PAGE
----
Furthermore, Aristotle surmises, “the person whose activity expresses understanding and who takes care of understanding would seem to be in the best condition, and most loved by the gods.” In other words, those whose thought and understanding complement each other are the ones who must be the most favored by the divine. While Aristotle is pagan in his ways, his writings set up a framework that was used by later thinkers regarding human liberty of conscience. Indeed, he asserts that virtue and intelligence are intertwined, and further, this means that reason is a tool of Man alone. Thus, since human flourishing is the highest goal of humanity reason must be used by humankind so that understanding and action match. Put another way, Aristotle is advocating that people flourish the most when they are able to act on their conviction—on their understanding. It is by acting on personal conviction, Aristotle argues, that the gods are most pleased.
(Blackburn, Bessie S. (2020) "De Libero Conscientia: Martin Luther’s Rediscovery of Liberty of Conscience and its Synthesis of the Ancients and the Influence of the Moderns," Liberty University Journal of Statesmanship & Public Policy: Vol. 1 : Iss. 1 , Article 11.)​
If I were doing this for Naphtali Press I would run with this till I got as close as I could, but all the stipulation is minimal notes (ha; the errors alone are already multiply on just two pages) and interpretation is left to the guy doing the introduction to the volume (which thankfully is not me!).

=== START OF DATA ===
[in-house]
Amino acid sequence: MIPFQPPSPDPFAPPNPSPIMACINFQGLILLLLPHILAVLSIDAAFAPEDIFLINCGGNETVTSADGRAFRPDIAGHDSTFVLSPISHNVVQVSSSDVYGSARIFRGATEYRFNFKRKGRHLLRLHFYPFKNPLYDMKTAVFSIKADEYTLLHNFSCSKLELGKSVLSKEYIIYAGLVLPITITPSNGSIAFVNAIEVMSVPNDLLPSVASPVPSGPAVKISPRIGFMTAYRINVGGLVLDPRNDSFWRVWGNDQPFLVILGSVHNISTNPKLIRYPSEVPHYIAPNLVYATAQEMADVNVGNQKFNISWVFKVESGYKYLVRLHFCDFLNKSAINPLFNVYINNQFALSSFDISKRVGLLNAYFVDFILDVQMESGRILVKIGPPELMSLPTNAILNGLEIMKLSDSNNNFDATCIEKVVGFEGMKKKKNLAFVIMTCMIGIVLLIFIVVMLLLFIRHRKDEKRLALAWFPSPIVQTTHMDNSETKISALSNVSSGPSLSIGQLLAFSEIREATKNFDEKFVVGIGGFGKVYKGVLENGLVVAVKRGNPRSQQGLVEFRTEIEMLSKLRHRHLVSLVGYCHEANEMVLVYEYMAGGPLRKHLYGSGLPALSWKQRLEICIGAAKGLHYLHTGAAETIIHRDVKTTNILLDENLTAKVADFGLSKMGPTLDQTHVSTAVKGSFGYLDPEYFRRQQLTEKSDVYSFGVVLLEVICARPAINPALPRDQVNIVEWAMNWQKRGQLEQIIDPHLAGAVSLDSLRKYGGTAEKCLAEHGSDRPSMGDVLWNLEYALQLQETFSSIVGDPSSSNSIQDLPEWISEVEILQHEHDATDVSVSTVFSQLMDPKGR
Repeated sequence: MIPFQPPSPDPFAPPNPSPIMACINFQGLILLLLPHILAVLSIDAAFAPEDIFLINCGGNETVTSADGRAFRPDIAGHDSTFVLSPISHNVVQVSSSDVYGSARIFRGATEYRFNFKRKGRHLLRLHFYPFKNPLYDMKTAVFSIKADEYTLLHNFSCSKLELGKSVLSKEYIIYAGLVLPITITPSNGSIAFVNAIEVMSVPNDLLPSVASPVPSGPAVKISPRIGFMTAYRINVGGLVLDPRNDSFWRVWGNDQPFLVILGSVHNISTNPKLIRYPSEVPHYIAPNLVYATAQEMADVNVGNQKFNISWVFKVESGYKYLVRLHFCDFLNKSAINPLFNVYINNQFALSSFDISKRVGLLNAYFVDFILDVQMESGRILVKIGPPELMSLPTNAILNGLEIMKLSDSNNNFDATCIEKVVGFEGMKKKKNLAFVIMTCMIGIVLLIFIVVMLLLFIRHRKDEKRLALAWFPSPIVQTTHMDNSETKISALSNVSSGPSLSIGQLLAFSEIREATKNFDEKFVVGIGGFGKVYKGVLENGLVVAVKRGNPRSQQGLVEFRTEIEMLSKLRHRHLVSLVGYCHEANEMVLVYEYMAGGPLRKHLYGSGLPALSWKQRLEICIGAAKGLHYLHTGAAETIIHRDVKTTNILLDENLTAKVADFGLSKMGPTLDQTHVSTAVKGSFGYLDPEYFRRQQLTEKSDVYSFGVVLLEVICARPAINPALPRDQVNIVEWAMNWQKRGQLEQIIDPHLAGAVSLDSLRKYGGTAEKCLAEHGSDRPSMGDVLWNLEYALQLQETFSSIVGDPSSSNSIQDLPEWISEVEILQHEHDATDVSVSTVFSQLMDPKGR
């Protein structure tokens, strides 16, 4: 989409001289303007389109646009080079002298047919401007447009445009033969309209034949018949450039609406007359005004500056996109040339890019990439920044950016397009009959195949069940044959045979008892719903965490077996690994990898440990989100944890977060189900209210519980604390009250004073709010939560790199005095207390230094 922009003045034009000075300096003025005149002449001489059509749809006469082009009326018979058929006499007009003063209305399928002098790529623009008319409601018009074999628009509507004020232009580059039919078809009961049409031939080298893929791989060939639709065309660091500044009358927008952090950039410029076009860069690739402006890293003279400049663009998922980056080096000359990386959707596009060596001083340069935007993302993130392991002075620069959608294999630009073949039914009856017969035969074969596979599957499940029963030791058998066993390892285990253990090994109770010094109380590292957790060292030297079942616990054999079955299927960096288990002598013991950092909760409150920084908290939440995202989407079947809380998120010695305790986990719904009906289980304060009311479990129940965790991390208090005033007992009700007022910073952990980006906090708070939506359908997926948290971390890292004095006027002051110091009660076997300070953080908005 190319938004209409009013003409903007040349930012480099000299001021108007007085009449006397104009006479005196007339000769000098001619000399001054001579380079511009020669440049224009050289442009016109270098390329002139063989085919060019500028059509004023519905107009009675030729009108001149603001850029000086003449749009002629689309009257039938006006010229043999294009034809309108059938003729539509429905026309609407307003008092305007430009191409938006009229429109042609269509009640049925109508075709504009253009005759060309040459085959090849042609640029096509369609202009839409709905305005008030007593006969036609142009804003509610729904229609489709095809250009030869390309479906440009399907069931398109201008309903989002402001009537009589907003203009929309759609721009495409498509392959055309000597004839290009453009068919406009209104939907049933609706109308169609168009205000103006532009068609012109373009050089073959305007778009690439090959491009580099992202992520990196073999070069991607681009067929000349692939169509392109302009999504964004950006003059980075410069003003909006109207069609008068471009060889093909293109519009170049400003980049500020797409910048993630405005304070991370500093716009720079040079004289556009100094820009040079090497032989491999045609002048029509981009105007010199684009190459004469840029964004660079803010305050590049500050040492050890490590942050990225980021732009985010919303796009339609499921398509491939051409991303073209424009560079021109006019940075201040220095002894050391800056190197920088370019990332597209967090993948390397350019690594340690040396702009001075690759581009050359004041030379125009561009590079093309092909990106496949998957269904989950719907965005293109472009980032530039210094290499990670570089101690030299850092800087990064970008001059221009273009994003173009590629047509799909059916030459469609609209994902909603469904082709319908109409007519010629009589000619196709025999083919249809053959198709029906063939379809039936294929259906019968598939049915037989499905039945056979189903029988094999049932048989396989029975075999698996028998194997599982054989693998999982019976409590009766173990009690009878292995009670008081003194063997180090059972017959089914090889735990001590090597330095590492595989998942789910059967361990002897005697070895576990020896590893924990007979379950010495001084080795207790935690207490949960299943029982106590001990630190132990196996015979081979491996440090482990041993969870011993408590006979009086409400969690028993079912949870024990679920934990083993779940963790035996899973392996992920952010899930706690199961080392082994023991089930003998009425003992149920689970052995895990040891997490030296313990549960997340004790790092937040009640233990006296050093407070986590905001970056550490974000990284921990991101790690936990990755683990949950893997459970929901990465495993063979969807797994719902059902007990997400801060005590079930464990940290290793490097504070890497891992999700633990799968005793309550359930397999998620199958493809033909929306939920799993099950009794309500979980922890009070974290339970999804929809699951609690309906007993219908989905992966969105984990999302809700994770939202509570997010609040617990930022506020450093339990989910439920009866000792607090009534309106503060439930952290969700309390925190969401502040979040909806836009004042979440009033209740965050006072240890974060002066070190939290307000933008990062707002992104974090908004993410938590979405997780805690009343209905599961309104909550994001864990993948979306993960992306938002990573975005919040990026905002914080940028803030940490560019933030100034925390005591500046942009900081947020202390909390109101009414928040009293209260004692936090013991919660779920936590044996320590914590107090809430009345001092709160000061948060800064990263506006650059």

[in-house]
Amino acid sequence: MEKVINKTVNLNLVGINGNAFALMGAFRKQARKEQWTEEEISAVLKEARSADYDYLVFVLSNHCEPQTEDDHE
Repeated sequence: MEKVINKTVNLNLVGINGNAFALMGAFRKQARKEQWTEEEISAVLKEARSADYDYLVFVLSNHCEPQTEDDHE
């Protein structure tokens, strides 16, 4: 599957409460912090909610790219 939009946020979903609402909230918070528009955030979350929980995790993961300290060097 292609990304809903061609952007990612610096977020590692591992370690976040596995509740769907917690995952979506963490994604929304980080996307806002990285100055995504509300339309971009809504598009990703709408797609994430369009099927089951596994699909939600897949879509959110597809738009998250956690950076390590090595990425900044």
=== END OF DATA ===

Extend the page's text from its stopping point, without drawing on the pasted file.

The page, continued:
iainduguid

Puritan Board Junior
Dr. Duguid, This is for Works of Samuel Rutherford for RHB and the style guide given to the editors says I have to give the Hebrew without "breathing marks" or as I say I assume just the consonants. Unfortunately, there is a ton of Hebrew in Rutherford and so far 2 pages in, for 2/3rds of the Hebrew encountered so far I've had to drop a note noting the printer's erroneous text and the correct, both simply the consonants. I'm not even sure if the 17th century marks are all the same as what is used now. I'm seeing strange stuff. Also, the two examples of the work vary. For instance in the two examples of Pretended Liberty of Conscience, you have he below, which I can't tell if someone has marked in the b&w one or not and there are defects or artifacts in the colored one.
View attachment 9428View attachment 9429